Short-term outlook challenging for Hindalco: Kumar Mangalam Birla

Structural oversupply and depressed pricing scenario will continue to impact sales, says Hindalco Industries chairman Kumar Mangalam Birla


Copper demand is facing challenging times as China is moving away from an investment-led to a consumer-driven economy. Photo: AFP
Copper demand is facing challenging times as China is moving away from an investment-led to a consumer-driven economy. Photo: AFP

New Delhi: Hit by oversupply and depressed prices of metals, the outlook for aluminium and copper producer Hindalco Industries Ltd is “challenging” in the short term, its chairman Kumar Mangalam Birla said on Wednesday.

Besides, high imports will continue to impact sales of the flagship company of the $41 billion Aditya Birla Group, he added.

At Hindalco’s annual general meeting, Birla said, “Notwithstanding the strong operational performance, the short term outlook is challenging given the structural oversupply and depressed pricing scenario. The sharp increase in imports will continue to impact sales.”

He said demand in India, however, is expected to be strong, as the firm sees an improved outlook on industrial and infrastructure growth. “The government’s thrust on the power sector works well for the aluminium and copper industry. We are also sharpening our thrust on downstream value added products in India, as these yield better realisation,” Birla said.

On the aluminium industry scenario in 2015-16, he said the industry saw significant challenges as the average realisations crashed. The average aluminium London Metal Exchange (LME) price was 16% lower than the previous year, while the premium was down 68% compared to that of 2014-15.

Regardless, aluminium demand continued to remain strong. The cost deflation, especially energy costs coupled with depreciation of several local currencies vis-a-vis dollar, resulted in a sharp decline in the aluminium cost curve. “This exerted a lot of pressure on LME prices.

“Currently, though the prices appear to have bottomed out. In the Indian context, the demand scenario has been encouraging. The expected economic turnaround and improving industrial activity bode well for Hindalco,” Birla said.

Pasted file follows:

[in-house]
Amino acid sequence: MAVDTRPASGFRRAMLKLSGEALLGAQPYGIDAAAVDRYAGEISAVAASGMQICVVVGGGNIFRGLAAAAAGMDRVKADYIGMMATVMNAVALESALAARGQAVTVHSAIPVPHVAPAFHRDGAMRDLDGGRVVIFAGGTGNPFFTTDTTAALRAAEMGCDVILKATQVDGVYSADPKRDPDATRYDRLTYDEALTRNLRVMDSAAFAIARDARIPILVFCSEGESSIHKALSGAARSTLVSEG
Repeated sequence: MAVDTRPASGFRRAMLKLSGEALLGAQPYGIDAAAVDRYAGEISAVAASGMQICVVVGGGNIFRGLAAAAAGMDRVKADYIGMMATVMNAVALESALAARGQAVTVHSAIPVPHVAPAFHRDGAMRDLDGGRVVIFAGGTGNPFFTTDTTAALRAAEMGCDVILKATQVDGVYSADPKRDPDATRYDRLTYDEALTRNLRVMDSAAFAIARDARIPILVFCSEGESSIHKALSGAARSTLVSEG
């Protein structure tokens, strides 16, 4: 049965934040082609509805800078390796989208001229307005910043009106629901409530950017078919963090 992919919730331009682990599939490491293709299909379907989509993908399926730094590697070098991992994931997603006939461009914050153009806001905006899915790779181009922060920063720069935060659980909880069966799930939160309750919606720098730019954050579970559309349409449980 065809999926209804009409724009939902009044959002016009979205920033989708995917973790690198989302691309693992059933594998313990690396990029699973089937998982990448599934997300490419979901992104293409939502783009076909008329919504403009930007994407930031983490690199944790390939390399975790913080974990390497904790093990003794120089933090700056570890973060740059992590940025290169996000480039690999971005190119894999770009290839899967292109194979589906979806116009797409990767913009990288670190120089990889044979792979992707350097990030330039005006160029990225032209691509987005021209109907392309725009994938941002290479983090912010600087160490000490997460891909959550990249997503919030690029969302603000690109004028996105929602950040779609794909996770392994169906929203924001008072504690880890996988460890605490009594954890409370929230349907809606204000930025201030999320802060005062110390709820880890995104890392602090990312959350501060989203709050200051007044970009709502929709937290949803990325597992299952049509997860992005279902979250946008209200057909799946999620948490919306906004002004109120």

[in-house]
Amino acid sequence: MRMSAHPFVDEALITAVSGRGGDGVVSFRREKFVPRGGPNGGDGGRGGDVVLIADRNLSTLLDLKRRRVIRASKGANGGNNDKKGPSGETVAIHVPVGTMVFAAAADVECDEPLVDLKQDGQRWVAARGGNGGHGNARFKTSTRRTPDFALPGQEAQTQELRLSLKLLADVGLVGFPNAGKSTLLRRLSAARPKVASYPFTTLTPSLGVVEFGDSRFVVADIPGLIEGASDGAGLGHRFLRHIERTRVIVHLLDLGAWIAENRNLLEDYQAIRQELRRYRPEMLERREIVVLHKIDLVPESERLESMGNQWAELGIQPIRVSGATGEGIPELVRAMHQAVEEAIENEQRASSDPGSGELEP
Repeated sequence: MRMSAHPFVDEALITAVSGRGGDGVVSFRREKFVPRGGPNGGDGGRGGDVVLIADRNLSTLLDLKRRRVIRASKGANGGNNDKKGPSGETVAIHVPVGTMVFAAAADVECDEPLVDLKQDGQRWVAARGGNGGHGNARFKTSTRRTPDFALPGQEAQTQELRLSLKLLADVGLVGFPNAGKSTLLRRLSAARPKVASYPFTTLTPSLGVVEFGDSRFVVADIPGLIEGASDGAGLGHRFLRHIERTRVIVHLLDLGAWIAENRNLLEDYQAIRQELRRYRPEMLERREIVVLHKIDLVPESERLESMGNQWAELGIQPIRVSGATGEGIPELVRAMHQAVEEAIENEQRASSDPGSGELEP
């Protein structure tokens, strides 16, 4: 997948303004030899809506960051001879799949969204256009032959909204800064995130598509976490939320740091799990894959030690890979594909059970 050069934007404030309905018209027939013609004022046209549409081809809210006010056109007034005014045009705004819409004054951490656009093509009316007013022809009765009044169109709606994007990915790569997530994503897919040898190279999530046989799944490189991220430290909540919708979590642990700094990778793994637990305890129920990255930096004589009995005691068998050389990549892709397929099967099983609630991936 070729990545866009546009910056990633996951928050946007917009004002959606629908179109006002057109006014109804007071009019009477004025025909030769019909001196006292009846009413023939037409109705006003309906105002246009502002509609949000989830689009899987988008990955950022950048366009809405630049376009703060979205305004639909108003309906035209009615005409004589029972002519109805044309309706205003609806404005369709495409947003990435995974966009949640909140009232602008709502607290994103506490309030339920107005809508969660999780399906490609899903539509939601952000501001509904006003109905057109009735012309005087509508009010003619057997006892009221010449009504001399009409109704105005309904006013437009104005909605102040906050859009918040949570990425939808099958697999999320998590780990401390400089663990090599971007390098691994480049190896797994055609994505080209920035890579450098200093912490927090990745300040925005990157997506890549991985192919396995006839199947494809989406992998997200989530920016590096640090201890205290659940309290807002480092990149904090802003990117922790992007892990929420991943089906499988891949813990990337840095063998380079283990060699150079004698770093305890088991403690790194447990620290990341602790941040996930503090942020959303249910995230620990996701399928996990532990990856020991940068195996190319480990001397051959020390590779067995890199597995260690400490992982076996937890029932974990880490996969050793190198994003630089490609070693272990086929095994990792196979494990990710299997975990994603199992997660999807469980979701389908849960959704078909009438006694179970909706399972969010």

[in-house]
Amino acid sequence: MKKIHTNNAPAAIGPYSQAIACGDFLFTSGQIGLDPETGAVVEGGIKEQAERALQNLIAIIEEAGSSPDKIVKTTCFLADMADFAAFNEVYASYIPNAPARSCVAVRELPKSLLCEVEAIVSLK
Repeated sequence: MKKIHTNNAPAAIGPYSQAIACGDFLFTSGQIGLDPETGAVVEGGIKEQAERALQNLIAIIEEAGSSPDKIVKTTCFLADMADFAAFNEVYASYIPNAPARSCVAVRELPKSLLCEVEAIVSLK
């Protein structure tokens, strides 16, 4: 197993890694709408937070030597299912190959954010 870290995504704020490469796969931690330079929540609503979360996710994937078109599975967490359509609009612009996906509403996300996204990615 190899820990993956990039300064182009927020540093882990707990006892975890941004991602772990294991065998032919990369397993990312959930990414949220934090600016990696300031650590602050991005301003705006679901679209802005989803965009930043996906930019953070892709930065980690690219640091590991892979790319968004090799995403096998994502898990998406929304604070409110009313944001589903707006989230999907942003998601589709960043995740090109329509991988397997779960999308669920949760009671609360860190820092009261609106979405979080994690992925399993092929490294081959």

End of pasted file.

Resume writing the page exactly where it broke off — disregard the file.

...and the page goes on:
“The decline in coal prices in India was a major relief. Depreciation of the rupee also helped Hindalco to an extent. However, the overcapacity in China and the consequent flooding of aluminium in the Indian market severely upset the balance, as imports surged in 2015-16,” he added.

In the case of copper, Birla said 2015 was a challenging year. Refined copper consumption growth declined sharply from 5.5% in 2013 and 4.6% in 2014 to 1.6% in 2015.

The global refined copper consumption in 2015 calendar was around 22 million tonnes (MT). This fall in consumption growth trajectory was primarily on account of slower growth in Chinese demand and slowdown in Japanese consumption, he said.

Copper demand is facing challenging times as China is moving away from an investment-led to a consumer-driven economy. By-product prices, especially sulphuric acid and fertilizers, were also supportive as local demand was good, Birla said.

He said the expected revival in domestic demand, especially in the power and housing sectors, portends well for Hindalco. Given the improvement in India’s gross domestic product (GDP), co-product prices are expected to be encouraging, which should bolster the copper business.

On the company’s performance, Birla said the aluminium business posted its highest production, crossing the 1 MT mark for the first time. Hindalco’s three greenfield projects—Utkal, Mahan and Aditya aluminium—have now ramped up to their full capacity.

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